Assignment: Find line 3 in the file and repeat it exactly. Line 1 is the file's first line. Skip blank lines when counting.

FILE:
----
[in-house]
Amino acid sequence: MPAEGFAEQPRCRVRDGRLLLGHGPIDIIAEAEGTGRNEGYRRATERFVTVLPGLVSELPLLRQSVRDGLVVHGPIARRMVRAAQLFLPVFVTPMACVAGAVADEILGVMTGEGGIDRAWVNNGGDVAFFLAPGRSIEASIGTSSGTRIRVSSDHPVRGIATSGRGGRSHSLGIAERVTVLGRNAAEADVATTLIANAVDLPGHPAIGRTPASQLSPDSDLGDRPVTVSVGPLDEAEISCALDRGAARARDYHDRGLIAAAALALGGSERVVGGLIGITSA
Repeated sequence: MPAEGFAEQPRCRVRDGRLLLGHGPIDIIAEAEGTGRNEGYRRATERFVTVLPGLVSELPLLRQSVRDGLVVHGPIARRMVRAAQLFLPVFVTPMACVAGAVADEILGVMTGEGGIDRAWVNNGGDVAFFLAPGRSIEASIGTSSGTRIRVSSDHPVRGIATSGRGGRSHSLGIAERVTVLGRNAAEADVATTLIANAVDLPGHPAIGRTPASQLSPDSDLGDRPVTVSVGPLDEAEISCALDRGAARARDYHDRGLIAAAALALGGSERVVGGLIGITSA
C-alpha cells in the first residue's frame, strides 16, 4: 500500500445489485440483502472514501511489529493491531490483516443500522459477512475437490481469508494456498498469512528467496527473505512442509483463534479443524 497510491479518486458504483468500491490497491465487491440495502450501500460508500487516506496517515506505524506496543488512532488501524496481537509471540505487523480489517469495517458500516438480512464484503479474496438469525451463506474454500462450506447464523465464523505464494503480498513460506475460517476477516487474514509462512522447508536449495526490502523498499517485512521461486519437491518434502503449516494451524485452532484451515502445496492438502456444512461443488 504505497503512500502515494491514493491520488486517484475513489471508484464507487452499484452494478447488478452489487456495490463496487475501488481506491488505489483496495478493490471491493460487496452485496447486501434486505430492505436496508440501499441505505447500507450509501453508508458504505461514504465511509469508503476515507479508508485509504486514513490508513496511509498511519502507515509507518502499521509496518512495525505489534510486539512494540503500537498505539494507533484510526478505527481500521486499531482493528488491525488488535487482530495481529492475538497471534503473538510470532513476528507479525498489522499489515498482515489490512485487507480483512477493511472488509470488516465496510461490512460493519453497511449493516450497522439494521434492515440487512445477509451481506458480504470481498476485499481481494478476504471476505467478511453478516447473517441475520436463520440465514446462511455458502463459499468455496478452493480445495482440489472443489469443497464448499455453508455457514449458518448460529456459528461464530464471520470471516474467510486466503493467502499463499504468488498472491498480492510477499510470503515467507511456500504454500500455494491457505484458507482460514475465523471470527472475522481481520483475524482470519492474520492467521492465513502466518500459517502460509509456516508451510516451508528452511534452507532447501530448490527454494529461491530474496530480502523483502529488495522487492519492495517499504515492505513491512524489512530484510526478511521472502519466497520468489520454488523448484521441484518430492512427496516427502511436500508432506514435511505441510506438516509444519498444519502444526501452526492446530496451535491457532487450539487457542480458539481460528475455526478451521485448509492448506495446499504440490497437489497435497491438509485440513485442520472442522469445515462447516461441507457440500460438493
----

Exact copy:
Repeated sequence: MPAEGFAEQPRCRVRDGRLLLGHGPIDIIAEAEGTGRNEGYRRATERFVTVLPGLVSELPLLRQSVRDGLVVHGPIARRMVRAAQLFLPVFVTPMACVAGAVADEILGVMTGEGGIDRAWVNNGGDVAFFLAPGRSIEASIGTSSGTRIRVSSDHPVRGIATSGRGGRSHSLGIAERVTVLGRNAAEADVATTLIANAVDLPGHPAIGRTPASQLSPDSDLGDRPVTVSVGPLDEAEISCALDRGAARARDYHDRGLIAAAALALGGSERVVGGLIGITSA